Supplying Alcohol to Minors – New Campaign
Michigan re-launches the public awareness campaign called “21 to Buy, Not Supply”. The purpose of the campaign is to curb underage drinking and inform about the consequences of supplying alcohol to minors. A similar campaign was launched in 2014 and it is now re-launched as a statewide college campus campaign. It targets college campuses where house parties and tailgates increase the temptation for young adults to supply alcohol to minors and encourage underage drinking.
“Our target audience is young adults who turn 21 and suddenly have access to increased privileges and responsibilities,” Secretary of State Ruth Johnson explained.
The Risks of Underage Drinking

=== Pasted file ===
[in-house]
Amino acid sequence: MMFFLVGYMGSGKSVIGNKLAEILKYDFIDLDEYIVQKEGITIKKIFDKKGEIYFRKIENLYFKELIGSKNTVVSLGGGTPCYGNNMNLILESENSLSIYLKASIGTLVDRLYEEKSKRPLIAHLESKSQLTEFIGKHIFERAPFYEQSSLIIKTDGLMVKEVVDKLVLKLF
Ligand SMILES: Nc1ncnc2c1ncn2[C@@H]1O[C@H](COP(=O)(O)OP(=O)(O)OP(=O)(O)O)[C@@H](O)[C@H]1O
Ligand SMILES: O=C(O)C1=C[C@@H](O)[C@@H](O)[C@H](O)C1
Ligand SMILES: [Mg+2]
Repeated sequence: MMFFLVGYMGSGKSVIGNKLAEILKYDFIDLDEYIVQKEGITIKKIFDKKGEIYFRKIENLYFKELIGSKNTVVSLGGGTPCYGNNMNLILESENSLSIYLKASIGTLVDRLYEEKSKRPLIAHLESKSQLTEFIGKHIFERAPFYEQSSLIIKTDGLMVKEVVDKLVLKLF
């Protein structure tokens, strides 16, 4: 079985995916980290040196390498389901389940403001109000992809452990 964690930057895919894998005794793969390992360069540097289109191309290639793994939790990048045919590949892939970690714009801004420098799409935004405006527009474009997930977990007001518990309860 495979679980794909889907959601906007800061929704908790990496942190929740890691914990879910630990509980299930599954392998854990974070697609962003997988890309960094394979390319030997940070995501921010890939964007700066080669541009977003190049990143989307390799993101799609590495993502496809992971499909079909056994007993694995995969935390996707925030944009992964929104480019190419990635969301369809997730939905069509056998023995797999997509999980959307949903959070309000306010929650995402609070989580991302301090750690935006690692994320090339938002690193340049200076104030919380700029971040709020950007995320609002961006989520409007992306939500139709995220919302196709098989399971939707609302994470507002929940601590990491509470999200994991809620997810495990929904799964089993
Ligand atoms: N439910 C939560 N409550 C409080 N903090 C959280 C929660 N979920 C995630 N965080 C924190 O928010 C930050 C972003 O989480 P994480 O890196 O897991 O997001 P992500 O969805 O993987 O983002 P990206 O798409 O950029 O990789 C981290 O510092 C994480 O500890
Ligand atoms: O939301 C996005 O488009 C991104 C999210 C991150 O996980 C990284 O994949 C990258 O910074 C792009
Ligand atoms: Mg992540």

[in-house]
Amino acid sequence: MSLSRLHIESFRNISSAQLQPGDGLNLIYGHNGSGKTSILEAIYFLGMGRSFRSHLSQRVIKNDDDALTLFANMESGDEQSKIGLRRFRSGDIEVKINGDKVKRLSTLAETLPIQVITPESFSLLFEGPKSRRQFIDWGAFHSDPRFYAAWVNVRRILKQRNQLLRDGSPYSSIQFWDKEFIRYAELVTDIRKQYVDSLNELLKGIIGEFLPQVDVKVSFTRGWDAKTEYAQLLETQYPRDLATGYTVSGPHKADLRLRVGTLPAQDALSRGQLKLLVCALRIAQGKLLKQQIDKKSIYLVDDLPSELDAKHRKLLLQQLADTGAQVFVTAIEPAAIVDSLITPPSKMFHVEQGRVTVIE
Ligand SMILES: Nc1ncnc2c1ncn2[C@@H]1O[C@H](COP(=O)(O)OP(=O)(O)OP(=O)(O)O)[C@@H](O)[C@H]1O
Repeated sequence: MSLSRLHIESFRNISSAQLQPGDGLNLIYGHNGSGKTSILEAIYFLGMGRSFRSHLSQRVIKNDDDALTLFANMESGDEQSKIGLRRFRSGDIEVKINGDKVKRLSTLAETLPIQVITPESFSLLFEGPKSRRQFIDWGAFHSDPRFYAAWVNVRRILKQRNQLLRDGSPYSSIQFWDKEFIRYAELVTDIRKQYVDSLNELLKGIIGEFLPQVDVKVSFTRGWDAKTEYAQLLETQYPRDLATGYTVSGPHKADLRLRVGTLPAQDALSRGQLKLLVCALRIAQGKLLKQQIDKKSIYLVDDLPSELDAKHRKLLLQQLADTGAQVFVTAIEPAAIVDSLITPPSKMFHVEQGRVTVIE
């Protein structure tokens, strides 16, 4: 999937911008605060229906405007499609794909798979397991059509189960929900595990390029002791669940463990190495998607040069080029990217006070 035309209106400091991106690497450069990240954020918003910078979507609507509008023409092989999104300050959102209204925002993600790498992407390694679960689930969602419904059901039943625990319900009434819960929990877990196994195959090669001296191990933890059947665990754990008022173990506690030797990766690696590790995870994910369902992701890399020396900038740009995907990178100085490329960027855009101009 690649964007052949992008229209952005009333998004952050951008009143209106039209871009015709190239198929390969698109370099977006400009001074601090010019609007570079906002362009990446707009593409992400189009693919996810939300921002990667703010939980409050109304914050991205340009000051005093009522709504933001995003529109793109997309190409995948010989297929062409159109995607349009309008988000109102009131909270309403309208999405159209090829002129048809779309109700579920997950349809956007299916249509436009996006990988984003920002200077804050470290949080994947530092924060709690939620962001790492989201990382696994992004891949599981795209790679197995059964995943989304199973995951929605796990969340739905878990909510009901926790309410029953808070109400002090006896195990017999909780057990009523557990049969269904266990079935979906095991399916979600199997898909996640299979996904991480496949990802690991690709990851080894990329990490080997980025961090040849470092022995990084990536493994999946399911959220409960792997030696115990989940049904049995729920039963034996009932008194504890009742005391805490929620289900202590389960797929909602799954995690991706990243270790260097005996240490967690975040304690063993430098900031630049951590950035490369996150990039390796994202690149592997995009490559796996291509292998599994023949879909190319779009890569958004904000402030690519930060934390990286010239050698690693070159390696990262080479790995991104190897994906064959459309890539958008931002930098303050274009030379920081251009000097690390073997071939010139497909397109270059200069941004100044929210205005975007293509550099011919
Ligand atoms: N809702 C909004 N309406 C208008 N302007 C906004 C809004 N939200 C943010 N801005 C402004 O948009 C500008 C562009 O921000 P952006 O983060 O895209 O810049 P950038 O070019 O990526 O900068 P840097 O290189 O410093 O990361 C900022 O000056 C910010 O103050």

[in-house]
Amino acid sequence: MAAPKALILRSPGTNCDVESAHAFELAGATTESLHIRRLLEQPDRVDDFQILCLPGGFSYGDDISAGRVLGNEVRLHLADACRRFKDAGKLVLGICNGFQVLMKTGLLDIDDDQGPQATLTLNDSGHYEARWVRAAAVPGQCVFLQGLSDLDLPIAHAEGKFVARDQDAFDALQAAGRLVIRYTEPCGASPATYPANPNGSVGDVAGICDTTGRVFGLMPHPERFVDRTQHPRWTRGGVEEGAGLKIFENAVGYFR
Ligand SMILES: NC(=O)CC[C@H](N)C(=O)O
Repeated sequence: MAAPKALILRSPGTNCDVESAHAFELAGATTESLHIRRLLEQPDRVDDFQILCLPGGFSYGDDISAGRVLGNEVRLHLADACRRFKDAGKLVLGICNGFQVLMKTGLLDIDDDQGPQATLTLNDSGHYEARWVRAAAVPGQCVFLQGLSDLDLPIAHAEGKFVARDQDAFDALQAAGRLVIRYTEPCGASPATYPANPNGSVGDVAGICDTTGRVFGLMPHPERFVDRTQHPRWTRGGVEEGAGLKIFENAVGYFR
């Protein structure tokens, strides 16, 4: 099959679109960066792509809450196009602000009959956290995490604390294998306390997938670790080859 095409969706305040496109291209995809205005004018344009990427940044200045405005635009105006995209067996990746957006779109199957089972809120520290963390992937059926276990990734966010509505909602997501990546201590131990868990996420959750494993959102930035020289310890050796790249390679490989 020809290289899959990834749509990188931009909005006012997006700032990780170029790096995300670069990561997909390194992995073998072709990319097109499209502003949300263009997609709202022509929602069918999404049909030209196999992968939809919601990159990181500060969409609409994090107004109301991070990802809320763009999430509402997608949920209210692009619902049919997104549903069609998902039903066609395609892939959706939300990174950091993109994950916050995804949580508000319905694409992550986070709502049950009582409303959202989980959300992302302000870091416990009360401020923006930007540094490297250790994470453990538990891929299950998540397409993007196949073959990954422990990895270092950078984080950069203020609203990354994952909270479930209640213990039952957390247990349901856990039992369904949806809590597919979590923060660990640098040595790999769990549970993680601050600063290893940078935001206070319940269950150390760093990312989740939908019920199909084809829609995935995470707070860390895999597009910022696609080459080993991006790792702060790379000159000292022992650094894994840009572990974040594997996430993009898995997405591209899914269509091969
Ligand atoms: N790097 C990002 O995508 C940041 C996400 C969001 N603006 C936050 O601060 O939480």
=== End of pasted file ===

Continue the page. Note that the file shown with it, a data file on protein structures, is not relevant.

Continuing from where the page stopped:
It is known that underage drinking increases the risk of sexual assault, unwanted pregnancies, personal safety issues, suicides and traffic crashes. Drunk driving and alcohol-related traffic accidents is a big problem not only in Michigan, but across the country. The rate of alcohol-related traffic accidents is greater for drivers ages 16 to 20 than for drivers in any other age group.
“Keeping alcohol out of the hands of minors is one of our greatest challenges,” Johnson said.
Think Twice About Buying Alcohol to a Minor
Anyone who thinks about supplying alcohol to underage friends or peers, should think twice. The penalties for providing alcohol to a minor are severe. You may face up to $1,000 in fines, up to 90 days in jail and legal fees of $5,000 or more. Those are only the immediate penalties. Broader consequences could include forfeited scholarships, lost wages, and even expulsion from college.
Read more at www.michigan.gov: Buying alcohol for under-aged friends